In the past few years, US university campuses have been the focus of the debate around sexual violence, consent, and how institutions respond. There have been several high-profile cases where women who have been raped on campus, or by a fellow student, have been totally let down by their school administration. In California and New York, universities that receive state funding are now subject to a “yes means yes” law that is explicit in its description of consent. In California the law states that “lack of protest or resistance does not mean consent, nor does silence mean consent. Affirmative consent must be ongoing throughout a sexual activity and can be revoked at any time.” For some, affirmative or radical consent is seen as just that – radical – and men’s rights groups have claim that describing consent in this way is a victory for man-hating feminazis. It is absolutely a victory for all women, and one that is a product of survivors and their supporters speaking out on the issue of consent and sexual violence, but the concept is one that should form the most basic understanding of consent and not be unsaid in the hope that perpetrators can hide in the grey areas.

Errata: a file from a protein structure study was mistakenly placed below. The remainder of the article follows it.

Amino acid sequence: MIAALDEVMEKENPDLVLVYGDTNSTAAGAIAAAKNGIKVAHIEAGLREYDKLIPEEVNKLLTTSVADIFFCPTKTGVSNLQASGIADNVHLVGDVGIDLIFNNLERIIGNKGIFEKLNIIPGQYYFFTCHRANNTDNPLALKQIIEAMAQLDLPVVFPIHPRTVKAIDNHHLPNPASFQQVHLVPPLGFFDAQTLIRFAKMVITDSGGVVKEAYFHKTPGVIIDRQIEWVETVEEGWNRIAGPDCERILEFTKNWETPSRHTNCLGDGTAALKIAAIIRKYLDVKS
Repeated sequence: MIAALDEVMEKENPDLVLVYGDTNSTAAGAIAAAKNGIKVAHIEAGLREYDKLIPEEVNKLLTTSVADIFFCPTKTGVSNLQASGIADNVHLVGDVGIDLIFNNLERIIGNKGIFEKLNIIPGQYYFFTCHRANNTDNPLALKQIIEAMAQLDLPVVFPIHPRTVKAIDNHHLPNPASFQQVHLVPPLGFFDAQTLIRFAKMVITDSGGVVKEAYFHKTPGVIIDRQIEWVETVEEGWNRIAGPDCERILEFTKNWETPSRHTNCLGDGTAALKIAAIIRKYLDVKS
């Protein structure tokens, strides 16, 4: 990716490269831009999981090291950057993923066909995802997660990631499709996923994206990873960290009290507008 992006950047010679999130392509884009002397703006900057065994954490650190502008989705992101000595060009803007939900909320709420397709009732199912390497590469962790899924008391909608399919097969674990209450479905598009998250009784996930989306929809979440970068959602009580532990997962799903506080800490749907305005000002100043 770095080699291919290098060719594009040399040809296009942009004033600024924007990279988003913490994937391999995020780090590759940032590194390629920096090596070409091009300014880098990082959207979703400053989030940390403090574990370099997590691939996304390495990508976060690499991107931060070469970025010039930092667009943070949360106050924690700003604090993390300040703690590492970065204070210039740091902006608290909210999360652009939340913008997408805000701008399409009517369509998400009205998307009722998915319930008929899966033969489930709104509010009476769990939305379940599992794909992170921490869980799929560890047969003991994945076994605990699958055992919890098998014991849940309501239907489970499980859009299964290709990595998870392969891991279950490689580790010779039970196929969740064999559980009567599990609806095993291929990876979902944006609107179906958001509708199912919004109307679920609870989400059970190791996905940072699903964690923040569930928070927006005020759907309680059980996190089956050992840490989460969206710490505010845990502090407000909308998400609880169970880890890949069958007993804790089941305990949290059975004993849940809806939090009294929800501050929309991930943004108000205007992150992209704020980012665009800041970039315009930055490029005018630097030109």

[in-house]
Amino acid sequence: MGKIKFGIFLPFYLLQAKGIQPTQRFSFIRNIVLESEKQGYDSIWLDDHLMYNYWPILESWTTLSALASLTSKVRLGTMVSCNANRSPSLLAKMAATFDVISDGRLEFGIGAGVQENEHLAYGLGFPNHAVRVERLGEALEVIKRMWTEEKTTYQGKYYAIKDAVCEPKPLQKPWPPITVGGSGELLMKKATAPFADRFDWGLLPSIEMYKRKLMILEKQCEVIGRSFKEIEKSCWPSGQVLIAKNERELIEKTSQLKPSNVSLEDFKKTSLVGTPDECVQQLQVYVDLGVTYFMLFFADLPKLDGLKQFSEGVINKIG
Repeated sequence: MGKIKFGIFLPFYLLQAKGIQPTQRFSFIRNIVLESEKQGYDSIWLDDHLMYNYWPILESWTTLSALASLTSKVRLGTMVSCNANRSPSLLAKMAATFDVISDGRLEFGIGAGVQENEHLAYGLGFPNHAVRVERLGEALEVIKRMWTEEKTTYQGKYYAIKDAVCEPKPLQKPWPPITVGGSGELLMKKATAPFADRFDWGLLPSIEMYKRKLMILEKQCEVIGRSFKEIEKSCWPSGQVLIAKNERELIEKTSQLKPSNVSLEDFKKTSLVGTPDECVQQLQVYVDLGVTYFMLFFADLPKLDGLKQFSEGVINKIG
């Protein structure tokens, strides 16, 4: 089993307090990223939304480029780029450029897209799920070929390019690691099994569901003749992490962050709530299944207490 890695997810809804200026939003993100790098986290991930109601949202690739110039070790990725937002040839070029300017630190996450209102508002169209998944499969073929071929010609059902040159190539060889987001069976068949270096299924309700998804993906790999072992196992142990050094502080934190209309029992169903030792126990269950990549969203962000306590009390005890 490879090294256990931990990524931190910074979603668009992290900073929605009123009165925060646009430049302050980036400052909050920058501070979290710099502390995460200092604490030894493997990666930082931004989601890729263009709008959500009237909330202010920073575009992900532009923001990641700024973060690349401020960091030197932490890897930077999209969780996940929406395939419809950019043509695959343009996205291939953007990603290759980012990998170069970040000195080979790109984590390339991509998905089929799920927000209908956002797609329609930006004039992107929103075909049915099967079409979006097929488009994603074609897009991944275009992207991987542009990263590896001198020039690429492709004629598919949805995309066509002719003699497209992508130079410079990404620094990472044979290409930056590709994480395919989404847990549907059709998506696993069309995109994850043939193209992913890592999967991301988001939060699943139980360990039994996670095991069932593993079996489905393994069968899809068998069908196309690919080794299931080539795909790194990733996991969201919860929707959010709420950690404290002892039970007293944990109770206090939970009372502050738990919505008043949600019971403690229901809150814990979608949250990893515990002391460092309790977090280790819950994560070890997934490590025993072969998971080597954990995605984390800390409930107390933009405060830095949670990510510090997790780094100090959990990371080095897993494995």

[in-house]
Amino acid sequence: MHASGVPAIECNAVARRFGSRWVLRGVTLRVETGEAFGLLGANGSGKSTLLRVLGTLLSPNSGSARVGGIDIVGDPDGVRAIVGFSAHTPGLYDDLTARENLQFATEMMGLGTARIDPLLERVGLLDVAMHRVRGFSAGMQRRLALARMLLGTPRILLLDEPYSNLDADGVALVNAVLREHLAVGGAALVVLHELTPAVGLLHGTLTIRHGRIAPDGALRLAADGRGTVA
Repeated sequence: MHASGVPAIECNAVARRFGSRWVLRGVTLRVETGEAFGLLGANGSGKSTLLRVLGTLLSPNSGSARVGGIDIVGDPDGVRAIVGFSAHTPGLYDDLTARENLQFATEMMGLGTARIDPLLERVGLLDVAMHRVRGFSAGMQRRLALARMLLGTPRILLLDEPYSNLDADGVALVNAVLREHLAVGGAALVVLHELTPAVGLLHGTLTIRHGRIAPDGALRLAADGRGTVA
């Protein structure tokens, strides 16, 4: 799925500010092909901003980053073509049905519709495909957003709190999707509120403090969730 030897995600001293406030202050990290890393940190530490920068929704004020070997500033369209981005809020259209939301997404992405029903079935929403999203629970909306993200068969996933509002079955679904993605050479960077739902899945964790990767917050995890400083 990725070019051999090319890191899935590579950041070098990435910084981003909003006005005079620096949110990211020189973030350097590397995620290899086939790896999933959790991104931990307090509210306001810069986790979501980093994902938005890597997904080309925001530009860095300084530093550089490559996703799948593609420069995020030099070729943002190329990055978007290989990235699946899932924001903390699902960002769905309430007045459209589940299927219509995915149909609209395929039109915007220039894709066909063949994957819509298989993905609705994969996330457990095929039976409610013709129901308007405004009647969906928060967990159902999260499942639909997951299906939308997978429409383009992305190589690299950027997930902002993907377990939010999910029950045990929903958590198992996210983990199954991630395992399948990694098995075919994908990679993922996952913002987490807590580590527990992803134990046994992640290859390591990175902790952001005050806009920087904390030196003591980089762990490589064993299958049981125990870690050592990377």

There are no grey areas or blurred lines when it comes to consent. It is not about a misunderstanding or miscommunication. I do not buy the “I didn’t realise she wasn’t consenting, but now you’ve said that, I’m sorry” line that extremely few, but some, perpetrators come out with when the survivor has this amazing courage to speak out. Men that rape (and women that sexually assault) have made a decision, a choice, or a series of choices to behave in this way, to take control away from someone else and feel powerful and entitled at their expense.
The idea that male perpetrators have lost control does no one any favours. It does men who don’t rape and abuse a massive disservice – as if all men are thoughtless animals, some of them managing to hold it together more than others, and it lets rapists off the hook.